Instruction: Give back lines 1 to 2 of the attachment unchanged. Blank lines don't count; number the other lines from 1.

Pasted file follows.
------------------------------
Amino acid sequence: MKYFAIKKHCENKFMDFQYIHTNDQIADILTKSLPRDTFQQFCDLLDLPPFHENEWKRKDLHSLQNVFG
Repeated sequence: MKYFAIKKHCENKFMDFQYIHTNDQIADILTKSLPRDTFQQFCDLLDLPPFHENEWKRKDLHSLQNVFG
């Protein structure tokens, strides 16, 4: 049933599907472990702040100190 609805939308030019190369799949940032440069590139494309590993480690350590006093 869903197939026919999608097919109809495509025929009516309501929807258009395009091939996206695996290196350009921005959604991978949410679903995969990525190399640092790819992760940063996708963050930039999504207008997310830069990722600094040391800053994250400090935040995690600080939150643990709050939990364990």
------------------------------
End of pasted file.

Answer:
Amino acid sequence: MKYFAIKKHCENKFMDFQYIHTNDQIADILTKSLPRDTFQQFCDLLDLPPFHENEWKRKDLHSLQNVFG
Repeated sequence: MKYFAIKKHCENKFMDFQYIHTNDQIADILTKSLPRDTFQQFCDLLDLPPFHENEWKRKDLHSLQNVFG